Dental Tribune USA

Hands-on workshop educates dentists about narrow diameter implants

By Fred Michmershuizen, DTI
March 05, 2009

These are exciting times to be working with dental implants. Advances continue to be made at places like the Ashman Department of Periodontology and Implant Dentistry at New York University’s College of Dentistry. At the same time, companies like Dentatus facilitate these advances with new products that are smaller, less expensive and more efficient than ever. As a result, options are increased for practitioners, and — even more important — results are improved for patients.

Among recent advances is the Anew implant system, a narrow-bodied, screw-attached restoration developed by Dentatus. This new implant is ideal for placement in slim, limiting spaces, and it can also be used for “first-visit” replacement of missing teeth.

Anew implant restorative protocol was developed by Bernard Weissman in conjunction with the Department of Implant Dentistry, NYU College of Dentistry. To help explain and demonstrate, Sang-Choon Cho, DDS, an assistant clinical professor and associate director of clinical research at NYU, recently offered a hands-on workshop for dentists. The title of the workshop, which was conducted at the NYU College of Dentistry Department of Continuing Education last fall, was Advanced Narrow Diameter Implant Technologies for Replacement of Patients’ Missing Teeth in Narrow Bone and Limiting Spaces.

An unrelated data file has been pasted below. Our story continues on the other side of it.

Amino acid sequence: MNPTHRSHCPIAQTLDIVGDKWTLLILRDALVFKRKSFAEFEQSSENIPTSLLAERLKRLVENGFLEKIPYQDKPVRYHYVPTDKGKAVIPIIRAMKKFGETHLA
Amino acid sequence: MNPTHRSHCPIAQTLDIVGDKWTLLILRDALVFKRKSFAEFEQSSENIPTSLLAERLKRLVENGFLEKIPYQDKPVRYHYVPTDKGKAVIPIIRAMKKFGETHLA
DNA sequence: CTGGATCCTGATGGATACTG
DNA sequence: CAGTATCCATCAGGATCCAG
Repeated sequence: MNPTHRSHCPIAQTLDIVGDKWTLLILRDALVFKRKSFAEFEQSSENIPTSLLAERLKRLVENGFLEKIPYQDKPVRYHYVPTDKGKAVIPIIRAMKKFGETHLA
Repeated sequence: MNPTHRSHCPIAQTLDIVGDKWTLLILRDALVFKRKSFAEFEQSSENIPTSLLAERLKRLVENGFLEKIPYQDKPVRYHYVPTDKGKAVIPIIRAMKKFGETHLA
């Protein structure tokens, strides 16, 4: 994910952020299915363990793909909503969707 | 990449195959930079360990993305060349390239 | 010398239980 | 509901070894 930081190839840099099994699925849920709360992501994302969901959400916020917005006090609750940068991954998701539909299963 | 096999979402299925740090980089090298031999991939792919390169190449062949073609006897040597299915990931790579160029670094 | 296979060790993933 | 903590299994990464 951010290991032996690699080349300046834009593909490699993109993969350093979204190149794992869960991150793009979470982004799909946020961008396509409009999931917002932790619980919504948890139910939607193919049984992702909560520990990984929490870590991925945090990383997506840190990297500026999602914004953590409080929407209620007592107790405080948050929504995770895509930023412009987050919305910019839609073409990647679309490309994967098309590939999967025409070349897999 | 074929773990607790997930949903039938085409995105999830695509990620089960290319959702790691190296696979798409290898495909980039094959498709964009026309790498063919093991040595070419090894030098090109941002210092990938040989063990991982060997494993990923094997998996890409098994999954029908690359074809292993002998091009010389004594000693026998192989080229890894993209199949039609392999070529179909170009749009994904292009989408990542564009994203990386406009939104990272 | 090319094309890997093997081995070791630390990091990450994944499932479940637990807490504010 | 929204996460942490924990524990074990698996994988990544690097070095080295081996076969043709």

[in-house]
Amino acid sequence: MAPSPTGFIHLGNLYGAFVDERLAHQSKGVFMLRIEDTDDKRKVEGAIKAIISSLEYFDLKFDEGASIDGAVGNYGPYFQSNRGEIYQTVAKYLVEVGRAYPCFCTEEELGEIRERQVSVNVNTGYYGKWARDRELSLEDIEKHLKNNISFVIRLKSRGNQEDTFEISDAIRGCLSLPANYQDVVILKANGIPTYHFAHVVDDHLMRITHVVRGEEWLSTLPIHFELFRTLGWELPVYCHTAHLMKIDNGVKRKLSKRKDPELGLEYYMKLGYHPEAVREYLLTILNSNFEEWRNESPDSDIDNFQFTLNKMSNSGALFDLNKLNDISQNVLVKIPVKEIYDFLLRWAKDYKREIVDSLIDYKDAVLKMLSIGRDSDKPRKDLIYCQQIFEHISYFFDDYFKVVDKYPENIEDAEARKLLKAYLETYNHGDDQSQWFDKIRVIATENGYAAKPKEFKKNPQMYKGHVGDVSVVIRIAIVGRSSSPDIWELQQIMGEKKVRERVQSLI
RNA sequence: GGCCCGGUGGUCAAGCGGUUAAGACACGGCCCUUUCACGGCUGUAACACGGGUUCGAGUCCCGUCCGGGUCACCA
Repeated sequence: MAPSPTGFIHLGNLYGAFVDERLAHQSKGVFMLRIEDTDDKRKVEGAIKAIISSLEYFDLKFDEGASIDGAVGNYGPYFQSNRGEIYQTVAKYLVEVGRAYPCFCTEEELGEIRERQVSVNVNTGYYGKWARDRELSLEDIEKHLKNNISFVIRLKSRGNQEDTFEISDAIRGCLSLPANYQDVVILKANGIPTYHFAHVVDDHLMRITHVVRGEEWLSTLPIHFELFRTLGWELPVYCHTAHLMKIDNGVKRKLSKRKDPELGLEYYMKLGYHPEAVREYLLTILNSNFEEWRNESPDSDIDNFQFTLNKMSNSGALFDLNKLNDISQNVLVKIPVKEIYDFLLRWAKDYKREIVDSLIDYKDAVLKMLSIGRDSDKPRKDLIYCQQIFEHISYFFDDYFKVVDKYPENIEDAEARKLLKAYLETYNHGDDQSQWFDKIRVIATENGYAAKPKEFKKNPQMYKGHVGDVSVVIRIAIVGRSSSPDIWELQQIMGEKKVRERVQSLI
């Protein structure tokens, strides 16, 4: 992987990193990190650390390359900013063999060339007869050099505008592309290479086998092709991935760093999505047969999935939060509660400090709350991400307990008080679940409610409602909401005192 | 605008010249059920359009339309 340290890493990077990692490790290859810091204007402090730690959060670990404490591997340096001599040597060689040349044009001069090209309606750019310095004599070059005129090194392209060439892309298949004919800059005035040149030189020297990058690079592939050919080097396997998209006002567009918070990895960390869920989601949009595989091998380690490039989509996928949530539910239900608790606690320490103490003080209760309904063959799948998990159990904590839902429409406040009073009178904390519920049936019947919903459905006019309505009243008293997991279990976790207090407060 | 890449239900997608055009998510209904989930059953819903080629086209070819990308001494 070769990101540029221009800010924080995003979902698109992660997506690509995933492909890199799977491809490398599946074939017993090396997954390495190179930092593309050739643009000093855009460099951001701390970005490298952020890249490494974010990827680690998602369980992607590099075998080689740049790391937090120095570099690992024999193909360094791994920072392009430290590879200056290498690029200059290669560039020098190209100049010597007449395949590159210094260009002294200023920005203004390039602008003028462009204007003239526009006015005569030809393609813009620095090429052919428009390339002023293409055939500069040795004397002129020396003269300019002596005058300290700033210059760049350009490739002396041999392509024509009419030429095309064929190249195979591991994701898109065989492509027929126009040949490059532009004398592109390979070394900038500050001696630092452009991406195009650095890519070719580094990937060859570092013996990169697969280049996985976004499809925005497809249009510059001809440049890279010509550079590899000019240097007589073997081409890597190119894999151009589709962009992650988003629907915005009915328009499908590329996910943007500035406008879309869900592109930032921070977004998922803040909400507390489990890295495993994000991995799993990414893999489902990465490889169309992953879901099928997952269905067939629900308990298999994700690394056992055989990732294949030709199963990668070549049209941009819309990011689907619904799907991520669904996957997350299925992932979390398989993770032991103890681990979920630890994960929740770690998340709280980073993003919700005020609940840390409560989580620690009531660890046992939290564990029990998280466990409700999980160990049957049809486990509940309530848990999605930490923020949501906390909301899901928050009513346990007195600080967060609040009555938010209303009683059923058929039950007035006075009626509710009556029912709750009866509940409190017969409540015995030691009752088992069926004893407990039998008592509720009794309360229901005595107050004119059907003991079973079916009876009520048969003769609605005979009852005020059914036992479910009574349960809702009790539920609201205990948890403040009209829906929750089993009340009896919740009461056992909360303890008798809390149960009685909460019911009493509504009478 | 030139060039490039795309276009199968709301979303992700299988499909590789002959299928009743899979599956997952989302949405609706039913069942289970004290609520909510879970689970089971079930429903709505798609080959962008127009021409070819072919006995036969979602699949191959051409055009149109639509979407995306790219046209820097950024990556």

During the lecture portion of the workshop, Dr Cho explained how Anew implants can be used for patients with thin bone, limiting inter-root spaces or narrow teeth. Special characteristics of Anew implants make them ideal for physically compromised patients, or for those with systemic problems. They provide an immediate, economical interim and customized restoration. They can also be used for ridge augmentation procedures. Dr Cho also explained the osseointegration process of immediate loaded narrow-bodied implants and identified the non-invasive, cost savings procedures and benefits to patients.

In the hands-on portion of the course, Dr Cho took attendees, using hard plastic models, through the sequential steps involved in placing Anew implants. Each participant fabricated a single tooth and a three-unit posterior bridge.

At the conclusion of the workshop, participants were able to keep their models with constructed restorations for use in training assisting staff in their practices.

Dentatus regularly offers similar educational events throughout the country. For more information, visit Dentatus online at www.dentatus.com or call the company at +1 800 323 3136.

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